Department of Biology, Montana State University, Bozeman, MT
59717.  Email: [log in to unmask] (no telephone calls
please).

3.  Restoration of Wild Rainbow and Cutthroat Trout to the Upper
Madison River in the Face of Whirling Disease.

This project is part of a multipronged effort to restore wild trout to
their former abundances in the upper Madison River.  Wild rainbow
trout have declined 90% due to the effects of whirling disease over
the past 5 years in this section of one of the most productive  and
popular wild trout fisheries in the U.S.  One possibility for maintaining
wild trout populations is via maintenance/introduction of life history
types with specific behavioral characteristics that reduce exposure to
whirling disease infection during the highly vulnerable young fry stage.
Phase One of this restoration effort will be to identify tributaries that
have low incidences of whirling disease infection and that have
suitable spawning and rearing habitat for possible reestablishment of
wild rainbow or cutthroat trout.  This project will involve habitat
surveying of potential spawning and rearing tributaries and
radiotracking to determine current spawning locations and life histories
of surviving rainbow and cutthroat trout in the upper Madison River.

MS student preferred.  Experience in habitat surveying and/or
radiotelemetry desirable.  To apply, send letter of interest, resume,
transcripts, GRE scores, and names of three references to Thomas
McMahon, Fish and Wildlife Program, Department of Biology, Montana
State University, Bozeman, MT 59717.  Email:
[log in to unmask] (no telephone calls please).

4.  Effects of Age, Dose, and Environmental Stress on Development of
Whirling Disease in Rainbow Trout.

The development and severity of pathology of whirling disease in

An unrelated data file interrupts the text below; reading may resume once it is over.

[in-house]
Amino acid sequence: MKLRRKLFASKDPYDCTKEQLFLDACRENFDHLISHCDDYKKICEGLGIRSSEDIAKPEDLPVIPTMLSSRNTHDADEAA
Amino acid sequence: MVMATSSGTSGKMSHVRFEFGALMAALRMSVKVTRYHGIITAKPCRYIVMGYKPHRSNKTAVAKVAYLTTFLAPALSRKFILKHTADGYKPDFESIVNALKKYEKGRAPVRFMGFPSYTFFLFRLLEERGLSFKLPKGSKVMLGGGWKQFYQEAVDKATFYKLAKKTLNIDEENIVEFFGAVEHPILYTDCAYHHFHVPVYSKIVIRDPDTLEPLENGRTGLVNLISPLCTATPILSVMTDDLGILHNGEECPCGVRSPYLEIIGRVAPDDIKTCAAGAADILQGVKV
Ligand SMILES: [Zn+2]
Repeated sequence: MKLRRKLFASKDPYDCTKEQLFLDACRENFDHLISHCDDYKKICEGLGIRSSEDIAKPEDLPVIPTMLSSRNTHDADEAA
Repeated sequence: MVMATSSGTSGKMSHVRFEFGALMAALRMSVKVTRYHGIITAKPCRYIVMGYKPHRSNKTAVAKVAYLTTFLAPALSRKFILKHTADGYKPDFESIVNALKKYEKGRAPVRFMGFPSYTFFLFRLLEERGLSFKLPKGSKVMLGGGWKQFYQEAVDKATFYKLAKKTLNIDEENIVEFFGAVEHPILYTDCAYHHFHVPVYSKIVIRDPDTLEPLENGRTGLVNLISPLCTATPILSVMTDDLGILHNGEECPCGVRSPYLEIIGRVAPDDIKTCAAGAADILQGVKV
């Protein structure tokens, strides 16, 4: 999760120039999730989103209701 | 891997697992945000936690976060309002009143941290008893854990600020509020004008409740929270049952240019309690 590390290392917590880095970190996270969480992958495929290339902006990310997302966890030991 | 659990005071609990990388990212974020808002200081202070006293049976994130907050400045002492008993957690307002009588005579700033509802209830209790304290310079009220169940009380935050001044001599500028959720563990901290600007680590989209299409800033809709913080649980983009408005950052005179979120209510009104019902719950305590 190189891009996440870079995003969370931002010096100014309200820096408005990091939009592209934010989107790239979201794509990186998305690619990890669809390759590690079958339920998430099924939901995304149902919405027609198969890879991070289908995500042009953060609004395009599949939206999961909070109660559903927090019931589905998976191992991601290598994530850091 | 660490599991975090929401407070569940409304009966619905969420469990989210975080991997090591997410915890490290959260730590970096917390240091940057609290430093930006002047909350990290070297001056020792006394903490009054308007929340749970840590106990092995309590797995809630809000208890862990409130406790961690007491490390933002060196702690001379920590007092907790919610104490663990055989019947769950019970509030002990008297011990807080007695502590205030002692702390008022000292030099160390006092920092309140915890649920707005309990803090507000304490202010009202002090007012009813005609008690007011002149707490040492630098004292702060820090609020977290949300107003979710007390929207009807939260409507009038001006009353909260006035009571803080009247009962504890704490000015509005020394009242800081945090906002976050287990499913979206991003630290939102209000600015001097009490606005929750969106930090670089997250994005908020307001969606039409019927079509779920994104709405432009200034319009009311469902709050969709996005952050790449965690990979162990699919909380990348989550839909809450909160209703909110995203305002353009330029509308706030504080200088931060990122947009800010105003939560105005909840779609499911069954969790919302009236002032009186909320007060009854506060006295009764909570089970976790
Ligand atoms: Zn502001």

salmonids is known to be dependent generally on the age of fish when
exposed to the infective triactinomyxon stage of  Myxobolus
cerebralis, and on the density of triactinomyxons to which the fish are
exposed.  Nevertheless, no systematic determination of the effects of
these factors, and their interaction, has been conducted.  Accordingly,
fishery managers remain unsure of the ages at which young trout may
become resistant to development of whirling disease, especially when
exposed to different parasite doses.  This uncertainty precludes
effective management of wild trout fisheries, including managing for
life history types that spawn and rear in  M. cerebralis-free habitats,
but that later migrate to infected waters.  To remedy these information
deficiencies, comparative testing of disease susceptibility of different
ages of rainbow trout Oncorhynchus mykiss exposed to different
parasite doses will be conducted in a replicated factorial experiment
under standardized laboratory conditions (in MSU's new Wild Trout
Research Laboratory).  Complementary assessments of the effects of
stress on the development of whirling disease and infection on stamina
will also be performed.  Other aspects of susceptibility will be
examined in subsequent segments of the project.  By gaining a better
understanding of this parasite and the disease it manifests,
management activities can be designed to enhance viability and
productivity of wild trout populations in M. cerebralis-positive river
systems.  This is a laboratory study.  It will be conducted in
collaboration with Elizabeth MacConnell, Fish Pathologist, Bozeman
Fish Technology Center, U.S. Fish & Wildlife Service.

PhD student preferred.  Experience in fish diseases and laboratory
maintenance of experimental aquatic organisms desirable.  To apply,
send letter of interest, resume, transcripts, GRE scores, and names of
three references to Al Zale, Montana Cooperative Fishery Research
Unit, Department of Biology, Montana State University, Bozeman, MT
59717.  Email: [log in to unmask] (no telephone calls
please).

For information on the MSU Biology Department and graduate
program, visit our website at www.montana.edu/wwwbi/